Tuesday, September 26, 2017

Perfectly Mistaken

http://tomsarmo.blogspot.com/
[This is a re-post of a blog previously published in the winter of 2014--more relevant to me and my work now than ever.]

Flaws.
Blog-reading accompanies the coffee most winter mornings. David Apatoff's blog posts enrich that experience. His cerebral writings provoke musings about art in general, and specifically reflections on my own beliefs about what I do. The comment threads are unusually edifying as well.

Apatoff's latest, That Knob on Mort Drucker's Lamp 
has been like getting one of those super-fine splinters in a finger--except this one's in my brain. His interesting post and ensuing comments provoked many philosophical/artistic digressions, but I want to discuss the principal (and maybe mistaken) question it provoked in me:
Should I--should any artist--be striving for Perfection?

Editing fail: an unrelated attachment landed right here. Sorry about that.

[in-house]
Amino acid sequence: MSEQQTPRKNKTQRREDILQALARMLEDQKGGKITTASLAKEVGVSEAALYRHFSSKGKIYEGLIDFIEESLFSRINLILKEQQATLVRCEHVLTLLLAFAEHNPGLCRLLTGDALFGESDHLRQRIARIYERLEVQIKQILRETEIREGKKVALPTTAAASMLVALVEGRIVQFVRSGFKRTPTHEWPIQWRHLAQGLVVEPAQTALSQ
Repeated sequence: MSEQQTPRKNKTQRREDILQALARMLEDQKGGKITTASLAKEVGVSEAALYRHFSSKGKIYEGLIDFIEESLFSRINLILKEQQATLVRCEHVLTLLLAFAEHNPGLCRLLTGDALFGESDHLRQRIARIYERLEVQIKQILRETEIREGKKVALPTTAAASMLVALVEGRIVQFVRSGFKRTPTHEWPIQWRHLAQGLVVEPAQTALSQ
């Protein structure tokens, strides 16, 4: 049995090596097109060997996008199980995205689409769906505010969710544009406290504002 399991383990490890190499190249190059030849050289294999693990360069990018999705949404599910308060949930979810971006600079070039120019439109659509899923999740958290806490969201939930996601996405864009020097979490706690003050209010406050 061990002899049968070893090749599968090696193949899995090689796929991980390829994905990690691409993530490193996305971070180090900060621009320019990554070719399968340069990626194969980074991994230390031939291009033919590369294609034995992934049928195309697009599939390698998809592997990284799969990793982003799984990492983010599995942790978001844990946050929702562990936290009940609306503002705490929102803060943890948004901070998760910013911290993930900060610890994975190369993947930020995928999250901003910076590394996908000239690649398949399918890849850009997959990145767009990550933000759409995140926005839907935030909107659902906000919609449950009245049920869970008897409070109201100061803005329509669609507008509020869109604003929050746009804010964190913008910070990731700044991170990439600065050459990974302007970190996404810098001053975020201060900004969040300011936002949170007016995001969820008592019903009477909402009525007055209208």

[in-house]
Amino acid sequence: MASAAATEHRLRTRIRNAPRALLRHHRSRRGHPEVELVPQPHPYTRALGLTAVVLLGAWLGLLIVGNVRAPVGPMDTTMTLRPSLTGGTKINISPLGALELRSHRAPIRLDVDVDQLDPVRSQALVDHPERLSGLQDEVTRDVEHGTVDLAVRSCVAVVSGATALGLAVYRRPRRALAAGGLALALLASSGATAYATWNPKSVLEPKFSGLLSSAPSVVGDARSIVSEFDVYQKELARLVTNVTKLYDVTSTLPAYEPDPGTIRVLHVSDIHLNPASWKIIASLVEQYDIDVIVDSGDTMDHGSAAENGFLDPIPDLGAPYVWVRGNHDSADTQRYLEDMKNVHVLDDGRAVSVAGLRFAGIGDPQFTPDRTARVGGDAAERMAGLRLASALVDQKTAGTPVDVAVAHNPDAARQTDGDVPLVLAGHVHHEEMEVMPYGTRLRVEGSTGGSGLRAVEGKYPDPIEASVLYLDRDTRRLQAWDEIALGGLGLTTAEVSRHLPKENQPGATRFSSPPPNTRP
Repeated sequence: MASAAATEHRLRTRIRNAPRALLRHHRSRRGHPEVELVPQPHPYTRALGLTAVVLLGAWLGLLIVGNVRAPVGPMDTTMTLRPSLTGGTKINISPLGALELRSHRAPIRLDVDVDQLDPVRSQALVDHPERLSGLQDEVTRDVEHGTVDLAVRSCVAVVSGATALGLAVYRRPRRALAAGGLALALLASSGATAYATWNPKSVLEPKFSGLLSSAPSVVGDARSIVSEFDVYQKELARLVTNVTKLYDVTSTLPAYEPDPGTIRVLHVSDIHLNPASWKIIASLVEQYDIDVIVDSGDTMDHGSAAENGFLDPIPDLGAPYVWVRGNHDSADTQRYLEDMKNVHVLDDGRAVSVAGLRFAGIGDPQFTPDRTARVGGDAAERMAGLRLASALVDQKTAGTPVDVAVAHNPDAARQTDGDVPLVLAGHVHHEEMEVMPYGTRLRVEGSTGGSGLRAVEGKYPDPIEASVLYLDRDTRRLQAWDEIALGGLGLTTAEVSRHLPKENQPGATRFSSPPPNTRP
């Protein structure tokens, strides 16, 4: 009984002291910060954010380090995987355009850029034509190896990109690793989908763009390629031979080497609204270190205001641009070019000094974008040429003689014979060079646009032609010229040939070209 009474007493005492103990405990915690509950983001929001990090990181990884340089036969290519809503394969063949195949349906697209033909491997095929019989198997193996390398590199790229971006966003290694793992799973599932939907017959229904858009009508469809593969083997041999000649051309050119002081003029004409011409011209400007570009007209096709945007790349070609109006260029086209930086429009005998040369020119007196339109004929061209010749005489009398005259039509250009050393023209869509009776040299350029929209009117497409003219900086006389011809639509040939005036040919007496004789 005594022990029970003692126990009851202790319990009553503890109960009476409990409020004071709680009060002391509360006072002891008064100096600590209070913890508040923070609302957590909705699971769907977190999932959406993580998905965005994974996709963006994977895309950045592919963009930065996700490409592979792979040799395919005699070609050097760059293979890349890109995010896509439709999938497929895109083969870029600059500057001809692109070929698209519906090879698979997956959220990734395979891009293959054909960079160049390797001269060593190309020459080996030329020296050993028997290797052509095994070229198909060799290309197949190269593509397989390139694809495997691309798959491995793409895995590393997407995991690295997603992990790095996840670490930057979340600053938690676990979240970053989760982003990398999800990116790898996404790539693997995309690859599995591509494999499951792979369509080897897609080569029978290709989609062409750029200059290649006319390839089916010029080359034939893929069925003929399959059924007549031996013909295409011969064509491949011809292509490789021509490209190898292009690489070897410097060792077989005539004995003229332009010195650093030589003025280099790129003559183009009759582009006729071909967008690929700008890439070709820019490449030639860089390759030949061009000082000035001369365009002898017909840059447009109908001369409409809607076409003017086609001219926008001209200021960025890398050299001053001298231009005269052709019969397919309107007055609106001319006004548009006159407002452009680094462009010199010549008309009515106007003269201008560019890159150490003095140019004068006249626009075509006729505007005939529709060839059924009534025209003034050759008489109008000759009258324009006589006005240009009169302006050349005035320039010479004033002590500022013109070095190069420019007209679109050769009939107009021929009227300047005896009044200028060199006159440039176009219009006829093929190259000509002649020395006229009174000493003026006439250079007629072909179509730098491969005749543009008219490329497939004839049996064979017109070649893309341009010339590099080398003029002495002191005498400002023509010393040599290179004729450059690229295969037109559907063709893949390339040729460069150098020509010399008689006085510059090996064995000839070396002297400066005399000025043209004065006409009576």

Suddenly that topic is jumping out at me at every turn; in books, in documentaries, in conversation.
As in most things--art-related and otherwise--there is no exclusive truth for everyone. And there is no true perfection. There is sublimity, but that doesn't always occur with compulsive re-polishing.

On the album Diamonds and Rust, the amazing voice of Joan Baez cracks at one point (during Medley: I Dream of Jeannie/Oh Danny Boy). It's the part of the song I wait for, and it is an essential imperfection--I am very glad she didn't do another take. (I'd never dismiss the hard and continuous work Baez must have done to be such a force in the music world--not talking about work here, I'm talking about the quest for perfection.)

Perfectionism has never been a compulsion for me, and usually a concentrated attempt at it ruins the product because it ruins the process. In my art-life, if the experience isn't interesting and satisfying, the end result is usually a stinker. So why is that?

Ray Harryhausen's Skeletons from Jason and the Argonauts